PHOENIX - Want to get away from it all? There’s a unique piece of land for sale in the North Valley that will let you rise above the ruckus.
The property, called "The Last Outpost," is being marketed as an off-the-grid property.
Beyond double locked gates and up a daunting driveway is the top of Continental Mountain, located in an unincorporated portion of Maricopa County, in an area wedged between Cave Creek and the Tonto National Forest.
From a 4,000 foot perch, people can look down on the entire Valley, and feel like they are on top of the world, With only the sound of a soft breeze blowing by their ear.
"There’s no sound to hit your eardrum," said Preston Westmoreland with Russ Lyon Sotheby's International Realty. "You hear the blood rushing through your ears. It’s that quiet. Yet, I’m looking at Carefree, Cave Creek, and all the Phoenix."
Westmoreland keeps a roof over his head by selling unique properties, and the 40-acre site is more unusual than most, especially because it is literally sitting on a gold mine.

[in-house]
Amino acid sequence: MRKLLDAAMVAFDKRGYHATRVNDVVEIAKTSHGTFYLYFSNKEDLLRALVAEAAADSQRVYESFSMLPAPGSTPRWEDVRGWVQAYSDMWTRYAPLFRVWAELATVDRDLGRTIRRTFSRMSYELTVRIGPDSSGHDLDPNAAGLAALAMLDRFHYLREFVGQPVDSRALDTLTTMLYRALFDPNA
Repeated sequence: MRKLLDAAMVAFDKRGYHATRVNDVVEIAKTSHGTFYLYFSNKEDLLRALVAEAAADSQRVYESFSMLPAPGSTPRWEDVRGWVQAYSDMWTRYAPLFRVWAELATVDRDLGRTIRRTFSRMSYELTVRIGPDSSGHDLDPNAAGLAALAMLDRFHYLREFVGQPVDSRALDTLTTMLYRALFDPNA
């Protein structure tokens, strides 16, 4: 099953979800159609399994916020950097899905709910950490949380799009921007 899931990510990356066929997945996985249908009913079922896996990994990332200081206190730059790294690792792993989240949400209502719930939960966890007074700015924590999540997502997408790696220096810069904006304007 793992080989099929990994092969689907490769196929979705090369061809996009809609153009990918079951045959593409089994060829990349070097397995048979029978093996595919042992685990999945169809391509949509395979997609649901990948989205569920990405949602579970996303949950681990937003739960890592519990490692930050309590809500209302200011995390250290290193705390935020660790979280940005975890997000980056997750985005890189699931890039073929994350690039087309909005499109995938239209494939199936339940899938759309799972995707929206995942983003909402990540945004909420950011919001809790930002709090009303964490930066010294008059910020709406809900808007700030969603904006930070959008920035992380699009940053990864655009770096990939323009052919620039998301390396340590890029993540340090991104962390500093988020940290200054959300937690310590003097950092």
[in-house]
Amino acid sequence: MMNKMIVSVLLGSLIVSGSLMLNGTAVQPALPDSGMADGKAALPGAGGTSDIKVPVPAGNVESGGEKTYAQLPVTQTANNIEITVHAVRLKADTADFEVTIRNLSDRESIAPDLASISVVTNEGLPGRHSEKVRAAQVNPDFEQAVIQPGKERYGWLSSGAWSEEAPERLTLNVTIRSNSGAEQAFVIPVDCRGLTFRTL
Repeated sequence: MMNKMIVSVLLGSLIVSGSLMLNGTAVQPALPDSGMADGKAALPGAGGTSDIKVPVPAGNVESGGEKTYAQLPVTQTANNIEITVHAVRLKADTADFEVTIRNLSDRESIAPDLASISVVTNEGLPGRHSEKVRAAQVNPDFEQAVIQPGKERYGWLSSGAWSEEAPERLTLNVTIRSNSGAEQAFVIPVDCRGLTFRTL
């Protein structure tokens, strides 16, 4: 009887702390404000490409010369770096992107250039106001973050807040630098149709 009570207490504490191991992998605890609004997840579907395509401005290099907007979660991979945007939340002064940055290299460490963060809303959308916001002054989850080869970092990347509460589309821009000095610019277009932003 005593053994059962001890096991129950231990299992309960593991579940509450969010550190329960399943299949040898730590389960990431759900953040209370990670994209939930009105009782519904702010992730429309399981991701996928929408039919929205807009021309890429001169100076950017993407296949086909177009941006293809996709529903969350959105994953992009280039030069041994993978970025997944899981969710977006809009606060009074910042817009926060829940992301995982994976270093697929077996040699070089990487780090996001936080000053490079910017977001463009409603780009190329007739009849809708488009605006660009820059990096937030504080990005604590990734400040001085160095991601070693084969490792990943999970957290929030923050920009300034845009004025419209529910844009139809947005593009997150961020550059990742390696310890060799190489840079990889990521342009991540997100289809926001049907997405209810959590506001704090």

"The seller had a contract with one of the largest mining companies in the world. If he would bring the ore down to Globe, they would smelt it for him and he’d get a percentage. So I think there’s a lot of gold still up here," said Westmoreland.
Westmoreland says gold mining in the area dates back more than a century. The precious metal is pulled from the pink vein of mineralized rock that slices through the mountainside.
Down below the property sits the weathered wooden tram towers that used to carry out the quartz during the Golden Reef mining days. There is also a big mine shaft that snakes back about 300 feet before it caved in. Based on the dried mud tracks, it is now an Airbnb of sorts for bobcats.
The rocks still have small specs of gold in them. Up to a half-ounce of gold per ton, if a person can get it out of there,
Westmoreland says the property is encircled by government-owned land, which ensures privacy. In addition, the area is patented, meaning whoever owns the property also owns the mineral and water mining rights, all the way down to the center of the Earth.
Westmoreland believes it’s a good spot for an adventurous homeowner, a determined modern-day gold digger, maybe a "glamping" site some sort of survival retreat, or all of the above.
"You have to analyze the site and think who would want 40 acres that’s reached by such a crazy road?" said Westmoreland. "But it’s very remote, and right now, off-the-grid is just huge."
This mountain top sanctuary, owned by a Tucson entrepreneur, went on the market in November. The price tag? $1.3 million.
The property was recently rented to a Hollywood movie crew that was shooting a sci-fi film called "Solus."